Sunday morning at a Presbyterian Church: Valleyview Community Church, Calgary, Alberta.
A few days before Sunday, November 8, 2015, my daughter's minister "warned" her the plans for worship would be somewhat different. He shared this in order to prepare her for an extended time with the children in their Sunday morning program. I've had the privilege of participating in a wide range of worship experiences and been part of countless "conversations" about renewing worship, but this Sunday in my daughter's church may have been the "edgiest" effort I've experienced in innovative congregational worship.
Except for chairs arranged in "pew-like" rows, the opening welcome and verbal announcements and a couple of closing musical pieces, nothing felt like church or even worship (whatever worship is supposed to feel like!). Valleyview Community Church, Calgary (Yes it's Presbyterian Church in Canada) had decided for the month of November to incorporate a "talk show" format to engage a number of cultural topics with the gospel. It's part of their ongoing use of Natural Church Development insights to shape their ministry.
Talk show set
The decision was reflected initially in the setting. The entire front of the sanctuary had been re-organized to replicate a TV studio, though in a bit of a reversal, the interview nook was set up to one side and the house band (sometimes moon-lighting as a worship team) was anchored in the center. At times space determines function! On the other side of the studio/stage, there was space for guest musicians in evidence.
After the announcements, the talk-show began with the band leader/host's side kick giving an upbeat opening welcome and leading intro music and then came the dramatic introduction (with over the top volume and energy) of the host. From off-stage our host/minister entered talking all the way, with the stereotypical high energy patter outlining the "show" and special guests.
Immediately the banter between side-kick and host began, all moving the show's themes forward, but interspersed with the requisite cheap shots and set-ups. Then it was time for commercial breaks (downloads from youtube) and the top ten ways God can surprisingly speak to us. Both parts again addressed the theme of the morning.
John Van Sloten, pictured on the left, interviewed by Grant Gunnink
The piece de resistance this day was two-fold. The special guest was a local minister, the Rev. John Van Sloten (author of the book "The Day Metallica came to Church"), discussing the themes and quests found in Metallica's music. This interview was pre-recorded, seamlessly spliced into the service. The AV was never a distraction and presented in two parts.
Calgary cover band Andrenalize performs
In the middle of the interview, the guest musicians, Adrenalize, a Calgary cover band specializing in heavy metal music, came "on stage" and pounded out two Metallica pieces, "Unforgiven" and "Until it Sleeps". From several vantage points, it was mind-blowing! Part 2 of the interview attempted to engage those songs in parallel with the gospel. It was insightful and effective.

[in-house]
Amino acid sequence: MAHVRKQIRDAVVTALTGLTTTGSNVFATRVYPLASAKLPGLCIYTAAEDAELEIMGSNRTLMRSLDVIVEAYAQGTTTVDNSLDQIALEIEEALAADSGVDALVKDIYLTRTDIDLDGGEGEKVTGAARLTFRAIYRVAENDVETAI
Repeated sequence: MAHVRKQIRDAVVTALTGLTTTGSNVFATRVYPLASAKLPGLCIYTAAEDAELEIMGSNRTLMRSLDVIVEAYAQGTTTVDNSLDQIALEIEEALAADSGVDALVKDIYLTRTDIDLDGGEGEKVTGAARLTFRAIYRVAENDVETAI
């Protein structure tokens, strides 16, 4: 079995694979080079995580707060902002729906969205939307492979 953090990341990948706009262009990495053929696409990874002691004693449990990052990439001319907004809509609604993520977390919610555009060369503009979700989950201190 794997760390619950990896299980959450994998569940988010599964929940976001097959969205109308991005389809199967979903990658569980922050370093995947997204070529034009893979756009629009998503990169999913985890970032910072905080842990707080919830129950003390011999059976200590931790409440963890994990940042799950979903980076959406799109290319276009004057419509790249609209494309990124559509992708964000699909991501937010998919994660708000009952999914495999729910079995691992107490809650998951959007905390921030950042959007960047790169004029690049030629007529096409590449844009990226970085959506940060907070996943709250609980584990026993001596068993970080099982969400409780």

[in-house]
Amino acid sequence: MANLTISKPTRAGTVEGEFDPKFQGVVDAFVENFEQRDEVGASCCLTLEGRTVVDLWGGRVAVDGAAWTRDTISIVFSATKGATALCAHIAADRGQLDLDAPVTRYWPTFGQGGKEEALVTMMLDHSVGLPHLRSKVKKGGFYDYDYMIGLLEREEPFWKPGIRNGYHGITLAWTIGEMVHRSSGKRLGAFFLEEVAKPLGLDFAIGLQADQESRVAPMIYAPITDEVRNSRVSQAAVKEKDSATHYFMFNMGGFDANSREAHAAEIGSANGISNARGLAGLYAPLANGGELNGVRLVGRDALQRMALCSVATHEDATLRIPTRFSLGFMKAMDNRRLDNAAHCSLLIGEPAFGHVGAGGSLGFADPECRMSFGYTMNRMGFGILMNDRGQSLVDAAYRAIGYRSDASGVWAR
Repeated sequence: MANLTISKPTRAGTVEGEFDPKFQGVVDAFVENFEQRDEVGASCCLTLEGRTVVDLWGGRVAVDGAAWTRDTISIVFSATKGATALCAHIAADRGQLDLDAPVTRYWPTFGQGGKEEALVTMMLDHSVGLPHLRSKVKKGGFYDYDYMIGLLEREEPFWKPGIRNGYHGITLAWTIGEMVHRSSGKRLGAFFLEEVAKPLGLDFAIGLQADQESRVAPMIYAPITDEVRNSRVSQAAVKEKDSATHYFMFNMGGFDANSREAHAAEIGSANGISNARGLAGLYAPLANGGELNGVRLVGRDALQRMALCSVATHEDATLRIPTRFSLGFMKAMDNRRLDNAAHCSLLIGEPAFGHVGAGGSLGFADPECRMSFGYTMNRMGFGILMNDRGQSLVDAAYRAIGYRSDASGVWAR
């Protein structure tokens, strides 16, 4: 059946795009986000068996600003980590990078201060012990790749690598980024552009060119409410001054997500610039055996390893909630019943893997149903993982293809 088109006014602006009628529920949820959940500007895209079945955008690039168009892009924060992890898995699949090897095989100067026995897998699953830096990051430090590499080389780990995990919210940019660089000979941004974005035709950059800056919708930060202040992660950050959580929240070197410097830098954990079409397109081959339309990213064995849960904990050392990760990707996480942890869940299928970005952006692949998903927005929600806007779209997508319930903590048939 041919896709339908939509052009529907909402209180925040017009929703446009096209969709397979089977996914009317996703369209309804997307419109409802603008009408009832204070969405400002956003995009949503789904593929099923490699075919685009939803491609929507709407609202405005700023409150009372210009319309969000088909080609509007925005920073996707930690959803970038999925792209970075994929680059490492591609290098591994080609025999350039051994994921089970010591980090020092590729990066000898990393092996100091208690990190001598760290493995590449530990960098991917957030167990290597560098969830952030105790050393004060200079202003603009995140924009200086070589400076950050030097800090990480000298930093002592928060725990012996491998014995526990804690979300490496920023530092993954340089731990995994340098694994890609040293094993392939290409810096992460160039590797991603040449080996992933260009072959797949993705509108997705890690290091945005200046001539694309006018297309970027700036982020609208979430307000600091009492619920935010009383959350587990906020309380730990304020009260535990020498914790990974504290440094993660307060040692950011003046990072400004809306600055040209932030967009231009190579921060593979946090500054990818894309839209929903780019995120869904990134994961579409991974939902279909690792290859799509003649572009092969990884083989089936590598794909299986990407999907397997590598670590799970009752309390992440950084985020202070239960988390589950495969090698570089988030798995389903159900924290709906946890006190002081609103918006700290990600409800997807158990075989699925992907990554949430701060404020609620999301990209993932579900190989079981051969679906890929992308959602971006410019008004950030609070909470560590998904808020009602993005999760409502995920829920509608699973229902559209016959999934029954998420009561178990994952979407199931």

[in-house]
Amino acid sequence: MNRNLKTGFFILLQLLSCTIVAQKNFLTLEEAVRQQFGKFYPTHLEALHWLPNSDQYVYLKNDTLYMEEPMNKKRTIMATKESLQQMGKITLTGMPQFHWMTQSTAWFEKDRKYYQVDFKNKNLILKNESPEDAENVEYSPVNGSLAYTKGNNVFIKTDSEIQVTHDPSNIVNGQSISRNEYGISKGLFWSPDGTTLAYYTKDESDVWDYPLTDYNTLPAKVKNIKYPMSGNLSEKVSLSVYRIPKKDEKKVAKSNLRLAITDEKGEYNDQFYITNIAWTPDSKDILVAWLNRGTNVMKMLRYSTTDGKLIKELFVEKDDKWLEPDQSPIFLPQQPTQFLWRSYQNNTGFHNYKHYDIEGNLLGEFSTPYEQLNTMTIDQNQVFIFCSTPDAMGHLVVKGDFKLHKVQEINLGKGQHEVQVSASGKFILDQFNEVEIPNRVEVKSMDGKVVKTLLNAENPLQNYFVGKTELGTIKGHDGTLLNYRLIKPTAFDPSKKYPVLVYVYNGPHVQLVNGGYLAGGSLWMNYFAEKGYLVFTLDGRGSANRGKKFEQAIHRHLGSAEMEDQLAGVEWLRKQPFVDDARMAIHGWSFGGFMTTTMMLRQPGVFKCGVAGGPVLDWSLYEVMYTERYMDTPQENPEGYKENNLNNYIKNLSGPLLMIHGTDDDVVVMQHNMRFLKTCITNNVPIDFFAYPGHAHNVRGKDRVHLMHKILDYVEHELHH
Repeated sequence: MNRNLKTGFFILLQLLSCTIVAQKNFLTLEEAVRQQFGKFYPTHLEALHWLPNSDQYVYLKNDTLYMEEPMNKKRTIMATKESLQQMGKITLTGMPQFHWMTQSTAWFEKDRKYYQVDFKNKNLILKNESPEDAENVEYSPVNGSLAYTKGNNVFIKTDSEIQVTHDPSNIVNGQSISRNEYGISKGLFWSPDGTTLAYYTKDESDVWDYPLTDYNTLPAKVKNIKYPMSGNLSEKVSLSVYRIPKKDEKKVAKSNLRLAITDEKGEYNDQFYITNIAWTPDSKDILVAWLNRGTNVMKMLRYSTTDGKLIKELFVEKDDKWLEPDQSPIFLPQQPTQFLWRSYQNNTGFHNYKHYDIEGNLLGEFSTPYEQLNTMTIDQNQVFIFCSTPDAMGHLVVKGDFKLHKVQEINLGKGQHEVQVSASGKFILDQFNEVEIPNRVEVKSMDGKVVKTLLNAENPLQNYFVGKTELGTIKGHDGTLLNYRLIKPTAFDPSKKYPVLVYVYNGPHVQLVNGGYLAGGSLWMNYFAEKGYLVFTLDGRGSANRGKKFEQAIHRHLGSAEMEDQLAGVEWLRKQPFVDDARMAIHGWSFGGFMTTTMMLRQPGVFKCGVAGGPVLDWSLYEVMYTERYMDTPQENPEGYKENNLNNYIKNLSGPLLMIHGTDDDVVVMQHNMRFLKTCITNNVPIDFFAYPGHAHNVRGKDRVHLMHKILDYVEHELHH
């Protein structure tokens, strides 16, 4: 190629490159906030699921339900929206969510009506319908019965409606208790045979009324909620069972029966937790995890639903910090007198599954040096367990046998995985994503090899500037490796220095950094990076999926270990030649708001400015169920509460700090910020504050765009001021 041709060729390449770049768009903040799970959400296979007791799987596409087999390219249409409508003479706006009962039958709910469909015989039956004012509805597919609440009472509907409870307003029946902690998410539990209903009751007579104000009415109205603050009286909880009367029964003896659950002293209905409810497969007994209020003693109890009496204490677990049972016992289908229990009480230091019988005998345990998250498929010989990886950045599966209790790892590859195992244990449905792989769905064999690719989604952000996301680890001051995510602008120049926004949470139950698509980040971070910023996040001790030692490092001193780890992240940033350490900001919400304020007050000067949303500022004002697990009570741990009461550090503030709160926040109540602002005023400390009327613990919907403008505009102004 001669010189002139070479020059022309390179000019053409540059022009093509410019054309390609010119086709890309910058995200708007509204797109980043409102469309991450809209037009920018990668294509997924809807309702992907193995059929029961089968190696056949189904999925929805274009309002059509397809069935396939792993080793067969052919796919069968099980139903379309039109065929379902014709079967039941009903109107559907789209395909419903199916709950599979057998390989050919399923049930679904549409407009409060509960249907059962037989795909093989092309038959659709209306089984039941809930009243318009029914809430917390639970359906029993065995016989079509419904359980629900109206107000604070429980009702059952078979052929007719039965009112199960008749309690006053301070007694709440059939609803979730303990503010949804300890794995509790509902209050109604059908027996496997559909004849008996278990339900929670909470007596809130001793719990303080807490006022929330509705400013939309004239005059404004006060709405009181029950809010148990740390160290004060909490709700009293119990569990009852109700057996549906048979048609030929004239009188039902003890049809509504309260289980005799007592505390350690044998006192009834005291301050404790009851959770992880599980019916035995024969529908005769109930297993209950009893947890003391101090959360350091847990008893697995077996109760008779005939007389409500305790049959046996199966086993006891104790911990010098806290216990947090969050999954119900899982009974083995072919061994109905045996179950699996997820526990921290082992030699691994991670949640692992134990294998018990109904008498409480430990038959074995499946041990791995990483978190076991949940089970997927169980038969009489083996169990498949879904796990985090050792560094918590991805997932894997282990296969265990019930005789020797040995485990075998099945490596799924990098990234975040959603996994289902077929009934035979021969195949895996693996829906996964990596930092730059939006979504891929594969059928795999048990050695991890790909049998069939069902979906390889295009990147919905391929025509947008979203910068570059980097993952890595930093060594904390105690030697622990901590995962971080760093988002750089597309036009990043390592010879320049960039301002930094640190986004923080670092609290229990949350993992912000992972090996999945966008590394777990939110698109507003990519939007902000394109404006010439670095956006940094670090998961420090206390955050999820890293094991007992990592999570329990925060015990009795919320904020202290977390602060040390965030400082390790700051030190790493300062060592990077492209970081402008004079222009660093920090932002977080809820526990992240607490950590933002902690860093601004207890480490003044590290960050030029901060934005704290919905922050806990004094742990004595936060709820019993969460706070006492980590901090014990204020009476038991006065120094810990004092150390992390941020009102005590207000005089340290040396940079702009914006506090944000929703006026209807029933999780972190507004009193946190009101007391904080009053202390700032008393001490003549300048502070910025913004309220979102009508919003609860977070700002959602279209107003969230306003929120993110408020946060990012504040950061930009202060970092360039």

What compelled me after the service wasn't any awesome sense of God's presence evoked in the service (I had moments of that, but nothing overwhelming); rather, it was several other abiding memories. One was grace. In the live public exchanges between the host and Adrenalize's leader, there was a sense of respect and a willingness to risk with the other. (I suspect the band was late to bed and far earlier to rise than normal on a Sunday morning!) Van Sloten also was deeply respectful of Metallica as he spoke of their music's themes and longings. And gentle grace as we interact with our culture was one of the messages underscored throughout "the show".
Another is creative courage. Sometimes we hear/sense God nudging us out of our comfort zones. How does one engage the community in which we live? There are tried and true and often effective ways, but sometimes a different form comes to mind (e.g. talk show format is not standard liturgy). Will we risk? Will we allow ourselves or others to risk?!
And, thirdly, will we commit? Doing something "off the wall" can be either hokey or merely an effort to appear "cool", avant-garde, or cutting edge. To do something radical demands not just gifts (don't try this at home unless…), but lots of hard work, e.g. re-designing the sanctuary, preparing dialogue, getting into roles and deep-sixing three point alliterations. Like music, if it is not done well, it matters little if it is "contemporary" or "baroque"; it's not inspiring!
So I commend Valleyview for trying to connect the gospel in culturally relevant ways with their community. I have no idea if the November talk show series will prove to be a lasting memory that produces long-term effects, or more of a learning experience of things not to replicate in the future. It certainly stimulated yours truly to remain alert to those strange nudges that might better connect the gospel to my community, both my community of faith and my community of neighbours.
This service occurred November 8, 2015 and can be found in the listing of sermons posted on the church webpage